Although my culture, age, and gender undoubtedly do color my perception of the world around me, I believe that these pale beside the potential for bias provided by AS (Asperger’s Syndrome). For years, I did not know that I had AS. I thought everyone else was strange and lacking in color. They didn’t seem to appreciate the things that so enthralled me, such as the intricate patterns of warm air meeting cold, or incense smoke curling into the air, or the perfection in the smallest part of plant life. They also seemed anosmic unless smells were virtually shouting to them, which meant of course that when someone wore a scent they could smell, it was shouting at me. They seemed to think little and to speak much, and to get angry if I couldn’t immediately process their words into a visual picture, formulate a reply, and verbalize it within seconds. By the time I spoke to them, the subject would have changed or they would be walking away. Along with being touched unexpectedly, the eye contact they were so insistent upon was excruciating. It felt like having my soul invaded and raped.
I perceived the world as being inundated with incredibly annoying people with nothing interesting to say (my own interests were rather narrow and intense). At other times I was dismayed to feel disliked and couldn’t understand why, but I enjoyed my solitude anyway. People often said that I was weird, lazy, off in my own little world, and that with effort I could be like them. Naturally, I was not thrilled by that thought! It wasn’t until I met another person on the autism spectrum and observed behavior similar to my own through outside eyes that I realized how I must look to others. I began quizzing the neurotypical people I met, to compare notes on our mental processes. I was shocked to discover that they tended not to think in pictures (or not complicated pictures anyway), that they did not have to turn words into pictures to comprehend the verbal sounds, that they did not associate people with colors or numbers, never experienced dissociation, and were unbothered by sensory stimuli which were unbearable for me. Finally, they could no more imagine the world from my point of view than I could from theirs.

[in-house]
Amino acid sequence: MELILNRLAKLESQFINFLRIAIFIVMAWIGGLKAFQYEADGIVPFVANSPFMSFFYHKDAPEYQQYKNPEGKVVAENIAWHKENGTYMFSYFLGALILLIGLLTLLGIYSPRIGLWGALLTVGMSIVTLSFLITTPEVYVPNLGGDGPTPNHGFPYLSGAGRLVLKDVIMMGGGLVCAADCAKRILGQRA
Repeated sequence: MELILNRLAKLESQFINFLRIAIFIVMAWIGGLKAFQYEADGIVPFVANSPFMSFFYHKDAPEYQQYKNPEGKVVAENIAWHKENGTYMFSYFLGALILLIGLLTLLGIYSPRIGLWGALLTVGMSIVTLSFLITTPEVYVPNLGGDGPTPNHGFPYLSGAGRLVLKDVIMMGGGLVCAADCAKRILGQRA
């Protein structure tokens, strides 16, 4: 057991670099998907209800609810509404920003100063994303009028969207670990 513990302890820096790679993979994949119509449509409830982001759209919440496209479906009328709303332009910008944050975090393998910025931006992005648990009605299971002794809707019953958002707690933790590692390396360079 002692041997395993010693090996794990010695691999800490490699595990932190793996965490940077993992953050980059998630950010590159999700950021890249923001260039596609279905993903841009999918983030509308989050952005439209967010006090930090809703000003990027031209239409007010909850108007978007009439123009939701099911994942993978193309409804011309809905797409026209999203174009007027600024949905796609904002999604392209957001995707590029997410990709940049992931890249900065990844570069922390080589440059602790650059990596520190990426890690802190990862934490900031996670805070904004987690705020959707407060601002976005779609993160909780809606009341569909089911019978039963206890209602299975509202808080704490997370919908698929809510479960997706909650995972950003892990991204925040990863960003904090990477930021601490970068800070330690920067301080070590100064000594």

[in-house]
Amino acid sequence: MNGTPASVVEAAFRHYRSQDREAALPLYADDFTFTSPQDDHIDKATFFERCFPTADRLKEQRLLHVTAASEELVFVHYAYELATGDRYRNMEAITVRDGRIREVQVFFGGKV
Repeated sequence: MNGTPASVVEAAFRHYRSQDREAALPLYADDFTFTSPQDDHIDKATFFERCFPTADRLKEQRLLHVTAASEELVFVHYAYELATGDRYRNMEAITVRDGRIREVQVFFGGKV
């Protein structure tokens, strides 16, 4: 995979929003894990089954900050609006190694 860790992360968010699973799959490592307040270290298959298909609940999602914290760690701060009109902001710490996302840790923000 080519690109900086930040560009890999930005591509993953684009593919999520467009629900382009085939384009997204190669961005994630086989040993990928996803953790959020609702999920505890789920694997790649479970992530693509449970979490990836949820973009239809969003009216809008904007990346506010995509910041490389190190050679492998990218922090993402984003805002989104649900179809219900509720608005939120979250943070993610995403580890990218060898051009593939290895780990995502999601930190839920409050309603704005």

So while theory of mind may be a particular obstacle to autistics, I think that on a wider scale, everyone experiences it to some degree, and in most cases, are unaware of it. This can be a contributing factor to prejudice and bias.
For example, consider the opinion that autism “sufferers” (this word alone denotes bias, as it would if applied to homosexuals or minorities) who do not speak cannot have advanced verbal abilities (Zimbardo, 2008). While facilitated communication was obviously a misbegotten fiasco, there are many non-verbal autistics who communicate extremely well through writing. Amanda Baggs communicates more articulately through writing than speaking people do even though she is a non-verbal autistic (Baggs). The spoken language is so important to humans that it is common to assume retardation when a person is difficult to understand (ask anyone who has cerebral palsy). Deaf people were assumed to lack cognition by Aristotle, a mentality that is still echoed today in the term “deaf and dumb” (NAD). These are all examples of representativeness bias (Zimbardo, 2008).
Bias as a starting point may be natural and automatic, but it can be overcome through the same methods used elsewhere in science; skepticism (challenging one’s own views), case studies (meeting and getting to know people that you would usually be biased against), careful observation, and review and questioning of factual data (Zimbardo, 2008).
Baggs, Amanda. ballastexistenz
National Association of the Deaf http://www.nad.org/deafanddumb
Zimbardo, Philip G. Psychology Core Concepts, 2008. Page 5, 29, 30, 152, 317, 511.